Python Meta-programming Gotcha With __getattr__
Recently I’ve been working with Python at work. I’ve had to create a very lightweight ORM and each model class derived from the base model class. However, to access the fields in an instance of a model class required some meta-programming. This was pretty straight forward since Python provides the
__getattr__ that gets executed when a field is not found. But I did run into one gotcha!
__getattr__ method, I was determining the value of the property that was being accessed from an internal dictionary that stored the values of the model fields. However, something really strange was happening. The
__getattr__ method was being called for properties that were defined directly on the class. An example of this can be seen here.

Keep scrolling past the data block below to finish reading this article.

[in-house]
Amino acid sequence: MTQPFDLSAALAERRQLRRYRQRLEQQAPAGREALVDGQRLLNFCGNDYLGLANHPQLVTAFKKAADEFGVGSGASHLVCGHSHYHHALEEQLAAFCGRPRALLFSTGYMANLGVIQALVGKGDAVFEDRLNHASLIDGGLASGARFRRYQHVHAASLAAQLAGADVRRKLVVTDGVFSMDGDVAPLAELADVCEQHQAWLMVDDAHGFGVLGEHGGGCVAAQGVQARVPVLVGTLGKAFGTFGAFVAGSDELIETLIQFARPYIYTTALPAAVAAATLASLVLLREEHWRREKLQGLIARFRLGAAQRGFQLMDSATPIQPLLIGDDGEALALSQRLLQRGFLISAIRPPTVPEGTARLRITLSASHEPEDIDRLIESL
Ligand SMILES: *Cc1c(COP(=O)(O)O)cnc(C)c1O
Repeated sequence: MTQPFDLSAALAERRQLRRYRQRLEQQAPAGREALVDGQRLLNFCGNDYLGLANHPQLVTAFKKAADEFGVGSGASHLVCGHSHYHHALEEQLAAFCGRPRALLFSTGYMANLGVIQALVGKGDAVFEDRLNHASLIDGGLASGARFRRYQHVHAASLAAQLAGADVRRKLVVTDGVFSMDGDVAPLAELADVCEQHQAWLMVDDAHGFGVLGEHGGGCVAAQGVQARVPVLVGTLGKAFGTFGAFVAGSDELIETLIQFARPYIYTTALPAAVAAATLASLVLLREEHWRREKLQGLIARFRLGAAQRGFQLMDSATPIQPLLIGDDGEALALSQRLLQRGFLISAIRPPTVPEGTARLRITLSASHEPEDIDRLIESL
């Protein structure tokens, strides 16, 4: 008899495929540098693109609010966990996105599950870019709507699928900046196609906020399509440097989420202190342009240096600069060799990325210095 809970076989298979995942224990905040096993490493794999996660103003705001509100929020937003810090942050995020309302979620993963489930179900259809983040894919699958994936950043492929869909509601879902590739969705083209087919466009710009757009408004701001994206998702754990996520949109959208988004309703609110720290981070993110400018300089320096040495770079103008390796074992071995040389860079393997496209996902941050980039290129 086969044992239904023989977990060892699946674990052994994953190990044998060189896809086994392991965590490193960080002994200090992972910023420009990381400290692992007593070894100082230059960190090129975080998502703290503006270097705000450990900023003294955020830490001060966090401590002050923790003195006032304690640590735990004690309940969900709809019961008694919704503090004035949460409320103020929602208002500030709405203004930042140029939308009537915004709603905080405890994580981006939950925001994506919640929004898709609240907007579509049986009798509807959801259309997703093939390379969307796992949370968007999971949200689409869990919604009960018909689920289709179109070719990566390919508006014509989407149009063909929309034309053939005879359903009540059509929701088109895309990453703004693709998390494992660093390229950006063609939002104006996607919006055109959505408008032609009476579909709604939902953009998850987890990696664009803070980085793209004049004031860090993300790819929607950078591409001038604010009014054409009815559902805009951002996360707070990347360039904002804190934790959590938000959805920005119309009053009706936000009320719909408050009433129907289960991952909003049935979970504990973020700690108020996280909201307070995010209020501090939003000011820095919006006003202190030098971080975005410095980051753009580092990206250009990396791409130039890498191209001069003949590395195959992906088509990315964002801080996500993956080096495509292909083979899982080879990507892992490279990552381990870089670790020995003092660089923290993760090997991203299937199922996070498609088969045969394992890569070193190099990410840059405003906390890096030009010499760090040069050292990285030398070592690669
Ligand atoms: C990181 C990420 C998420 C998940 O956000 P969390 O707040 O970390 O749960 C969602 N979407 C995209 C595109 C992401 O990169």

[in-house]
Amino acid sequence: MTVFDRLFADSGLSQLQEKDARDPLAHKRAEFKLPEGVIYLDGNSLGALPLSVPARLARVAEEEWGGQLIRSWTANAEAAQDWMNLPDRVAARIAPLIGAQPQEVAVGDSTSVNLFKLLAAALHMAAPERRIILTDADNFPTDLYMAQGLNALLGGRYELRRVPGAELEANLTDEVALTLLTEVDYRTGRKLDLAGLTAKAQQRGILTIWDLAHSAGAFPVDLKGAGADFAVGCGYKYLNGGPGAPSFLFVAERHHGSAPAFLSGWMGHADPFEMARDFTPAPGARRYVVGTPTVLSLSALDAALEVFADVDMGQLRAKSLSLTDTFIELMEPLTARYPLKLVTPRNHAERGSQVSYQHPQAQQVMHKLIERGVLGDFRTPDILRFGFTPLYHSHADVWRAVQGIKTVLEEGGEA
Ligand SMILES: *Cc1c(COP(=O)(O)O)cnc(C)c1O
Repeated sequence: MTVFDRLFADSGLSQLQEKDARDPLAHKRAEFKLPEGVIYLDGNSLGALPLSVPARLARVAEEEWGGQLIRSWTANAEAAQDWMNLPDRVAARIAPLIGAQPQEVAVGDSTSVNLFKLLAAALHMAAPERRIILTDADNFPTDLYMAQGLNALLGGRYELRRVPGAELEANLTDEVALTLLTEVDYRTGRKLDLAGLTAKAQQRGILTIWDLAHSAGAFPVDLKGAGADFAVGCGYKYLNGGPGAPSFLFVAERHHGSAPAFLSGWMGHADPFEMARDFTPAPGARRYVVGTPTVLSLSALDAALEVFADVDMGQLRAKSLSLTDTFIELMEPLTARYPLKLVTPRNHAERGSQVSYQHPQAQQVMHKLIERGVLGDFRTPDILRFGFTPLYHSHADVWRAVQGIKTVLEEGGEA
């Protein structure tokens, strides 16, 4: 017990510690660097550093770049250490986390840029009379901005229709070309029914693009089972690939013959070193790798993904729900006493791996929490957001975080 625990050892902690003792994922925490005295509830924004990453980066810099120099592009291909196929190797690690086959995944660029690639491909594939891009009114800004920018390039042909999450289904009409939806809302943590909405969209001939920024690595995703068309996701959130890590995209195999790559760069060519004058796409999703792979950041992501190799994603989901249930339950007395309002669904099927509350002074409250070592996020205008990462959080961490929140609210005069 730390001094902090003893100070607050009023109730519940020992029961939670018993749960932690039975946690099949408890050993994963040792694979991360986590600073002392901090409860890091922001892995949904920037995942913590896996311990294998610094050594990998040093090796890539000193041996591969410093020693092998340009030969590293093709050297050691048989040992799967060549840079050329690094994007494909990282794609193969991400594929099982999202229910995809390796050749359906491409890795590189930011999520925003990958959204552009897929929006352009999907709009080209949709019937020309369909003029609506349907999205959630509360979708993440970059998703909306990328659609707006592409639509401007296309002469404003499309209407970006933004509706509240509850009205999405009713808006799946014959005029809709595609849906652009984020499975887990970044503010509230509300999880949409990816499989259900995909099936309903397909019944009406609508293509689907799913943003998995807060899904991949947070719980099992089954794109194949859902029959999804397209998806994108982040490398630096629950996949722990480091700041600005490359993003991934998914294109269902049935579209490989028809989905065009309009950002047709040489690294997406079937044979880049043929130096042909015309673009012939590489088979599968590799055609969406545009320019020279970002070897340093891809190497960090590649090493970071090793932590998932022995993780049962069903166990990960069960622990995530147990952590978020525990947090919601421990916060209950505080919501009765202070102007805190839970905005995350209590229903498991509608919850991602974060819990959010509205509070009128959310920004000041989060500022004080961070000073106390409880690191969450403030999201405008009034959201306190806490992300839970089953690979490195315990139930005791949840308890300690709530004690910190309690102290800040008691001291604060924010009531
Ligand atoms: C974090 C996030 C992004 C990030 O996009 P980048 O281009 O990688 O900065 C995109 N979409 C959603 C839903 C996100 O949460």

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It turns out that what was happening was that I was trying to access the
boom property from the
Example class and it was trying to be retrieved from the
__getattr__ method implementation. This threw me for a loop because I am still fairly new to Python.
From the example above you can see that the
foo property works correctly, but the
boom property runs the
__getattr__ method when accessed. If an exception is thrown in the
@property method, the Python class will revert to using the
__getattr__ method. Once I addressed the underlying exception everything worked properly.